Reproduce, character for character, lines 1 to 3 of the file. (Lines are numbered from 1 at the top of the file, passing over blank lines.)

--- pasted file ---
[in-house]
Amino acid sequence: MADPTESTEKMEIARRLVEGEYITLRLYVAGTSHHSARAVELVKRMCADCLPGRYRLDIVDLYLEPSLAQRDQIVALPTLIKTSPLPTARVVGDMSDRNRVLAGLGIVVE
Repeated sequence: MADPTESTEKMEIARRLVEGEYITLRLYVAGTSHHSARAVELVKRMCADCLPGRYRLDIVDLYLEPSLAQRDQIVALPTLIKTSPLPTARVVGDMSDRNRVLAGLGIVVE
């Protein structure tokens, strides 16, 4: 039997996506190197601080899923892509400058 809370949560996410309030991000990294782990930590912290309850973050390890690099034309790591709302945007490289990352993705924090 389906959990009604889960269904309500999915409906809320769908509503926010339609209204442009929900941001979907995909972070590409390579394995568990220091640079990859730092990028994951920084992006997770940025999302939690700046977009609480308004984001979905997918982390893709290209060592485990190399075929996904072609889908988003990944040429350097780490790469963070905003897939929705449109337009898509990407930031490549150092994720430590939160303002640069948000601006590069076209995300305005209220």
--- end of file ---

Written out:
[in-house]
Amino acid sequence: MADPTESTEKMEIARRLVEGEYITLRLYVAGTSHHSARAVELVKRMCADCLPGRYRLDIVDLYLEPSLAQRDQIVALPTLIKTSPLPTARVVGDMSDRNRVLAGLGIVVE
Repeated sequence: MADPTESTEKMEIARRLVEGEYITLRLYVAGTSHHSARAVELVKRMCADCLPGRYRLDIVDLYLEPSLAQRDQIVALPTLIKTSPLPTARVVGDMSDRNRVLAGLGIVVE